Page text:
And yes, I am worried that if I stop purging I won’t allow myself to eat the foods I enjoy as I consider them ‘binge foods’
    This post gives me hope and I really need some hope right now
    Recent health problems have made my recovery more urgent
    I long for the day when I am purge free

    Thank you x

  2. Hey Kathryn!!! I have a question I hope you can answer. I typically never have any junk food in fear of binging. So when I do have access to junk food, whether at a party or friends house, my mind has a party and I go insane. Should I reintroduce those foods into my house so that I learn to live around them?

    1. Hi Monica,
      I truly apologize that I’ve taken so long to get back to you. I hope you are doing well.

      I do think that learning to eat all types of food in moderation is helpful, but the decision of what to bring into your house should be based on what you are most comfortable with.

      There seems to be a divide in the eating disorder community with the majority of eating disorder experts saying that we should not omit any foods, but other treatment groups – like Food Addicts Anonymous, and Overeaters Anonymous – saying that eliminating problematic foods is necessary for recovery.

      Quite simply, I don’t believe that the types of food you eat or don’t eat (or the types of food you do or do not keep in your house)cause binge eating – the urges to binge cause binge eating.  
      Might keeping some junk food in your house lead to urges to binge? Absolutely. But, *not* keeping junk food in your is also triggering urges to binge when you are away from home. That’s why I think it’s important to focus on learning how to disregard the urges, instead of worrying about trying to alter the situation.

      That being said, if you don’t yet feel comfortable in your ability to disregard the urges, then it might make sense to practice moderation in situations where you aren’t likely to binge. Then, when you are comfortable, you can try keeping some of your previous binge foods in the house.

      I hope that makes sense and helps somewhat.

  3. Hi Kathryn,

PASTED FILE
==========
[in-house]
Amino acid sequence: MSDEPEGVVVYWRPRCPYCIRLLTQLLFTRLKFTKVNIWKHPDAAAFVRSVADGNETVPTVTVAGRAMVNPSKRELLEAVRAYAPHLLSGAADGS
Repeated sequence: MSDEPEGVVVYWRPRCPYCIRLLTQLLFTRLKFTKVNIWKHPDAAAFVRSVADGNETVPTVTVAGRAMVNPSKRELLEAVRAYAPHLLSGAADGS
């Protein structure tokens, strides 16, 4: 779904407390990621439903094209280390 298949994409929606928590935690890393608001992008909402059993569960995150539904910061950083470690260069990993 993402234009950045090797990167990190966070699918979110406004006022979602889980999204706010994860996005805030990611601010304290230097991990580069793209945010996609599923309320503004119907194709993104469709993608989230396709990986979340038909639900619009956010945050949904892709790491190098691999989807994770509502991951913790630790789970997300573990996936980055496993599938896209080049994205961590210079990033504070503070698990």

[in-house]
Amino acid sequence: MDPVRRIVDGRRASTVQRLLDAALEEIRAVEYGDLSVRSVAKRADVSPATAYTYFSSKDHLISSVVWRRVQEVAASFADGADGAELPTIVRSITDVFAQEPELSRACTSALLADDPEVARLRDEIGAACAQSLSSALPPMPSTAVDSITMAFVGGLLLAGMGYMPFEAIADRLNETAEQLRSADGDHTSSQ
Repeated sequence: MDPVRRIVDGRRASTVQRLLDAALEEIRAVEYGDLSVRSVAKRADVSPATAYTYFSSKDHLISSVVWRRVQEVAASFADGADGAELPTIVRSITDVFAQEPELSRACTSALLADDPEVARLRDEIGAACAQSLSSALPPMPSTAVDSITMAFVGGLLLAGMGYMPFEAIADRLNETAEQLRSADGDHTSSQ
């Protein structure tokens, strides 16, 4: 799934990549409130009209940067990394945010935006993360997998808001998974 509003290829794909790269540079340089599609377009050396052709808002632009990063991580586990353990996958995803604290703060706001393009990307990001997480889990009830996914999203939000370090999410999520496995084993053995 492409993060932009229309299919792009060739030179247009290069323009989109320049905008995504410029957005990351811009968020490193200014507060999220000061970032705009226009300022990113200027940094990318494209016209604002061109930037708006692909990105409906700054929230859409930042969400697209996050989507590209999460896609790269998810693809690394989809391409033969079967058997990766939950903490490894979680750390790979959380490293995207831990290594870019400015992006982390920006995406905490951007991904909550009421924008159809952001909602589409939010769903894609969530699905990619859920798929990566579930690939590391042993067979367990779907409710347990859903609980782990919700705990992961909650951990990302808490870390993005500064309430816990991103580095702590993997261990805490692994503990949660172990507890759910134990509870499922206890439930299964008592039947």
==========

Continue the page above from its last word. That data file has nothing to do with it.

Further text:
I have just finished your amazing book that helped more than my doctors and eating disorder cliniques did for me in all this years. Im a roumanian girl living in Germany now and found the book as ebook on Amazon. Thank you sooo much.

    When u find time maybe u could help me figure something out: how could i manage my workout time ? I mean I was never a sporty person but now i wanna keep my body shape that resulted from working out …. it was though a measure not to get fat . My question is how should i make a balance and how will i know whenn my lower brain comes with escuses not to workout at all because in the past i did to much ….and how i recognize my true self that needs to move in order to stay healthy?
    I wish u a wonderful life and ….you re awesome.

    Mădălina

    1. Hi Madalina,
      Thanks for your kind words about my book. I’m so glad it’s helped you.

      About exercise…here is what I wrote on the FAQ section of my website.

      “How much should I exercise?
      At the time I recovered, I exercised about 5-6 times a week for 20-30 min. Now, I still exercise for about 20-30 min at a time but only 3 or 4 times a week (sometimes less because I’m so busy). I don’t think exercising more or less than that is a problem, and like eating, it’s highly individual. I was so burned out on exercising after spending years exercising for hours and hours to purge that I didn’t want to devote much time to it anymore. I think any enjoyable exercise that helps you feel strong and healthy is a good choice. Rememeber that whatever exercise routine you choose, it’s vital that you eat enough to support your activity level.”

      I hope this helps! You can experiment with different exercise routines and see what works for you. There is no right or wrong answer:-)

  4. Hi Kathryn,
    I don’t know if I’m late to your website because most of these posts are from 2013, but the article you suggested is no longer available. Do you know any other links that would allow me to read it?

    Thank you,
    Shannon

    1. Thank you so much for bringing this to my attention. I had not realized the link was no longer current. I could not find the article, so I contacted the author and she sent me the text to post here (she revamped her blog and the older posts are no longer online). The article is at the bottom of this post now. Thanks!